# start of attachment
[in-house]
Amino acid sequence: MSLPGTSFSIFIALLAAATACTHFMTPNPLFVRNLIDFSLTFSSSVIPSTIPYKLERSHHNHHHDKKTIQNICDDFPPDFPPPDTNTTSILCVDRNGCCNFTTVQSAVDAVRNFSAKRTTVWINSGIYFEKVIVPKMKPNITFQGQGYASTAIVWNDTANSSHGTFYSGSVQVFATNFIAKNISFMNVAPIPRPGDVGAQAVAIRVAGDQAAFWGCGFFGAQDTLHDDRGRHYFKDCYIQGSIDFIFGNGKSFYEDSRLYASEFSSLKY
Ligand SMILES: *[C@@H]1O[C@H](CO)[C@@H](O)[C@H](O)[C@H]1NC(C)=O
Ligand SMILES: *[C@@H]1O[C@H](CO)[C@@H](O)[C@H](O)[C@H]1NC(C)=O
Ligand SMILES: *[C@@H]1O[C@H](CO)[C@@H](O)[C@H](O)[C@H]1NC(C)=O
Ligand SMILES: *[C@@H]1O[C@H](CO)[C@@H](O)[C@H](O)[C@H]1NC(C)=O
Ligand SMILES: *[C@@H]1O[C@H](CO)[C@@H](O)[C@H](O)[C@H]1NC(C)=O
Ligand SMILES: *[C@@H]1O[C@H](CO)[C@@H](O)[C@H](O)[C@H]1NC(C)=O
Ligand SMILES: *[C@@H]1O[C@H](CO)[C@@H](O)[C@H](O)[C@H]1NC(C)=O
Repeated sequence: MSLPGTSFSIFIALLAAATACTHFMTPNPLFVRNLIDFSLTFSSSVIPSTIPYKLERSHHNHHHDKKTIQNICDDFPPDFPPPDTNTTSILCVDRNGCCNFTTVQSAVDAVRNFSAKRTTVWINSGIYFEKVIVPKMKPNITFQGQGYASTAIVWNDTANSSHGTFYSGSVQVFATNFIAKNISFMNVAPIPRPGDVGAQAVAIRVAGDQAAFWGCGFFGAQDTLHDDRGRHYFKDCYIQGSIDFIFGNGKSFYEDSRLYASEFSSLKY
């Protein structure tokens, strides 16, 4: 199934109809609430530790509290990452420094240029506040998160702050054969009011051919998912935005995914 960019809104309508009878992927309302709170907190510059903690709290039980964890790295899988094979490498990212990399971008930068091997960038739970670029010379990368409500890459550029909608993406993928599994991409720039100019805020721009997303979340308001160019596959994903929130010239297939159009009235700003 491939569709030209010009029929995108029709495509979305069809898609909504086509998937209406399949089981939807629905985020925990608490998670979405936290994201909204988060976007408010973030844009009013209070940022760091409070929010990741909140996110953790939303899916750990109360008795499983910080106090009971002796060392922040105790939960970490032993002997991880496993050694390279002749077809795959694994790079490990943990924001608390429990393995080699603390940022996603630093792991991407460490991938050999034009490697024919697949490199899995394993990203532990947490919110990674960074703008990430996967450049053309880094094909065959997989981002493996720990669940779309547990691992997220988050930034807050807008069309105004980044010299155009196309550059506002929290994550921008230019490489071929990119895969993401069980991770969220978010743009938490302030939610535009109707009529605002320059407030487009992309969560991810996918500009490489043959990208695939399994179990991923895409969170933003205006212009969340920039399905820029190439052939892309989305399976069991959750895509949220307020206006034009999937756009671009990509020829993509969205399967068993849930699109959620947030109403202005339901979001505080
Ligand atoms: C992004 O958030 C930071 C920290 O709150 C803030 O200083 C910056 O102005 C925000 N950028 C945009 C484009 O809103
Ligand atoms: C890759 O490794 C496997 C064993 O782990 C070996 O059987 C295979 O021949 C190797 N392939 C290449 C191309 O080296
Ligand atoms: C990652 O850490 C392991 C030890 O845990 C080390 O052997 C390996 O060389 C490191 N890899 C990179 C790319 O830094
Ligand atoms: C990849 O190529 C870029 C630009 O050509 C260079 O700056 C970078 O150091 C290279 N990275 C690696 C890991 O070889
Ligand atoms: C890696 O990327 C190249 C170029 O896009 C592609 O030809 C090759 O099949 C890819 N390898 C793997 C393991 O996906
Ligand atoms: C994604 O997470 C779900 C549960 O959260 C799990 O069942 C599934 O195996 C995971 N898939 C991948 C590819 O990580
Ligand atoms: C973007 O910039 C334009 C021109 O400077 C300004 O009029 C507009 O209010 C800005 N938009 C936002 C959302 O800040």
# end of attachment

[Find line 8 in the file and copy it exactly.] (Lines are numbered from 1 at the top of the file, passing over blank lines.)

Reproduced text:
Ligand SMILES: *[C@@H]1O[C@H](CO)[C@@H](O)[C@H](O)[C@H]1NC(C)=O